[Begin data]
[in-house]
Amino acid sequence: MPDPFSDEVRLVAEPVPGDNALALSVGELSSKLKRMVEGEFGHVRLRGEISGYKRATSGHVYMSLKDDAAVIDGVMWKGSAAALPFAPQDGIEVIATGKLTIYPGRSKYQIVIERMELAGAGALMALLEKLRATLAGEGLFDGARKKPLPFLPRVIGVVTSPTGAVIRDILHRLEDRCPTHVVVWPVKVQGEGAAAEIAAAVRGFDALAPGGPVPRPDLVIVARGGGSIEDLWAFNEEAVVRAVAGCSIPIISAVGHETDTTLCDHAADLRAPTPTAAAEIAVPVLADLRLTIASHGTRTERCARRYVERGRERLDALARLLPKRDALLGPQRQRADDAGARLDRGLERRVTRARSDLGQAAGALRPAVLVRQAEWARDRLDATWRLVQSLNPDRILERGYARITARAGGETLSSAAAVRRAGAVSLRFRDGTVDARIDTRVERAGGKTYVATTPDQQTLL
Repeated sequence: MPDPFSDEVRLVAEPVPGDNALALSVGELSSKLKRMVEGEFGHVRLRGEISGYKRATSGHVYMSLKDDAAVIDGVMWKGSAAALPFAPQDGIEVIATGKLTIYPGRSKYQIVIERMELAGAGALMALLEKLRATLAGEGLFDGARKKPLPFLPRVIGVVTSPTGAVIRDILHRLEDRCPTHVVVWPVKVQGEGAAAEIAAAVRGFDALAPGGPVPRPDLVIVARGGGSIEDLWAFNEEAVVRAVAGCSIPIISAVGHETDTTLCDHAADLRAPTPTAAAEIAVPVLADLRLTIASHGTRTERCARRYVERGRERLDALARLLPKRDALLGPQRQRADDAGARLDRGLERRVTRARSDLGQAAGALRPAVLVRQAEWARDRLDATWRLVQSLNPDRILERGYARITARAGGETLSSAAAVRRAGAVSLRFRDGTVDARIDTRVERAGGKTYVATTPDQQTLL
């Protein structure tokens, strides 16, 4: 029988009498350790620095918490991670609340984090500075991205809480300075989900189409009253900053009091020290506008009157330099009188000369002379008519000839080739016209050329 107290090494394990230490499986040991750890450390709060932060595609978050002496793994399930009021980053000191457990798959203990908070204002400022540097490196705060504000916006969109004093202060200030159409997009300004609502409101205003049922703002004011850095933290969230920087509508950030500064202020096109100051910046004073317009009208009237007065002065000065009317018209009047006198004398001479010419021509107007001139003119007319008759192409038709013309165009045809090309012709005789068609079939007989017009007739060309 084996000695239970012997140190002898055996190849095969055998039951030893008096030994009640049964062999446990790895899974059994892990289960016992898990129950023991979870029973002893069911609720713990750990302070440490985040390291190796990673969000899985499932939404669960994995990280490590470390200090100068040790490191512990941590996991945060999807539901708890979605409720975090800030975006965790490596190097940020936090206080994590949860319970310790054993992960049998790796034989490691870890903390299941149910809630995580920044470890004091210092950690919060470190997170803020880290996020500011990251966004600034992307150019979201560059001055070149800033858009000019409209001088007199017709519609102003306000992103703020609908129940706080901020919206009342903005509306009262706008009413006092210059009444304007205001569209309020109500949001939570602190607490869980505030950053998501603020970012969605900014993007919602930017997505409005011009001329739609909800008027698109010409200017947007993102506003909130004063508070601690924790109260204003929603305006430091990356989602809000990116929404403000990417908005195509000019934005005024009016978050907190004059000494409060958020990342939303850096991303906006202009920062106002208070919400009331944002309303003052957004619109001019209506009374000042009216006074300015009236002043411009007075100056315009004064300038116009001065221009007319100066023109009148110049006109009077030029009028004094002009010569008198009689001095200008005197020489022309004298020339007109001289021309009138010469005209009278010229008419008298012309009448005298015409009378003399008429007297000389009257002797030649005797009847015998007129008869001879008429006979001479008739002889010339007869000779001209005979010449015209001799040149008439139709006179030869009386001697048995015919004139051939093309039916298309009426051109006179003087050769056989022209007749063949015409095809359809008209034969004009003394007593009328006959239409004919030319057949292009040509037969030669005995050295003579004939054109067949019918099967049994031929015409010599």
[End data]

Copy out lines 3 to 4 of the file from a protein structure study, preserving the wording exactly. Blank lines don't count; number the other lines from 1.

Repeated sequence: MPDPFSDEVRLVAEPVPGDNALALSVGELSSKLKRMVEGEFGHVRLRGEISGYKRATSGHVYMSLKDDAAVIDGVMWKGSAAALPFAPQDGIEVIATGKLTIYPGRSKYQIVIERMELAGAGALMALLEKLRATLAGEGLFDGARKKPLPFLPRVIGVVTSPTGAVIRDILHRLEDRCPTHVVVWPVKVQGEGAAAEIAAAVRGFDALAPGGPVPRPDLVIVARGGGSIEDLWAFNEEAVVRAVAGCSIPIISAVGHETDTTLCDHAADLRAPTPTAAAEIAVPVLADLRLTIASHGTRTERCARRYVERGRERLDALARLLPKRDALLGPQRQRADDAGARLDRGLERRVTRARSDLGQAAGALRPAVLVRQAEWARDRLDATWRLVQSLNPDRILERGYARITARAGGETLSSAAAVRRAGAVSLRFRDGTVDARIDTRVERAGGKTYVATTPDQQTLL
């Protein structure tokens, strides 16, 4: 029988009498350790620095918490991670609340984090500075991205809480300075989900189409009253900053009091020290506008009157330099009188000369002379008519000839080739016209050329 107290090494394990230490499986040991750890450390709060932060595609978050002496793994399930009021980053000191457990798959203990908070204002400022540097490196705060504000916006969109004093202060200030159409997009300004609502409101205003049922703002004011850095933290969230920087509508950030500064202020096109100051910046004073317009009208009237007065002065000065009317018209009047006198004398001479010419021509107007001139003119007319008759192409038709013309165009045809090309012709005789068609079939007989017009007739060309 084996000695239970012997140190002898055996190849095969055998039951030893008096030994009640049964062999446990790895899974059994892990289960016992898990129950023991979870029973002893069911609720713990750990302070440490985040390291190796990673969000899985499932939404669960994995990280490590470390200090100068040790490191512990941590996991945060999807539901708890979605409720975090800030975006965790490596190097940020936090206080994590949860319970310790054993992960049998790796034989490691870890903390299941149910809630995580920044470890004091210092950690919060470190997170803020880290996020500011990251966004600034992307150019979201560059001055070149800033858009000019409209001088007199017709519609102003306000992103703020609908129940706080901020919206009342903005509306009262706008009413006092210059009444304007205001569209309020109500949001939570602190607490869980505030950053998501603020970012969605900014993007919602930017997505409005011009001329739609909800008027698109010409200017947007993102506003909130004063508070601690924790109260204003929603305006430091990356989602809000990116929404403000990417908005195509000019934005005024009016978050907190004059000494409060958020990342939303850096991303906006202009920062106002208070919400009331944002309303003052957004619109001019209506009374000042009216006074300015009236002043411009007075100056315009004064300038116009001065221009007319100066023109009148110049006109009077030029009028004094002009010569008198009689001095200008005197020489022309004298020339007109001289021309009138010469005209009278010229008419008298012309009448005298015409009378003399008429007297000389009257002797030649005797009847015998007129008869001879008429006979001479008739002889010339007869000779001209005979010449015209001799040149008439139709006179030869009386001697048995015919004139051939093309039916298309009426051109006179003087050769056989022209007749063949015409095809359809008209034969004009003394007593009328006959239409004919030319057949292009040509037969030669005995050295003579004939054109067949019918099967049994031929015409010599």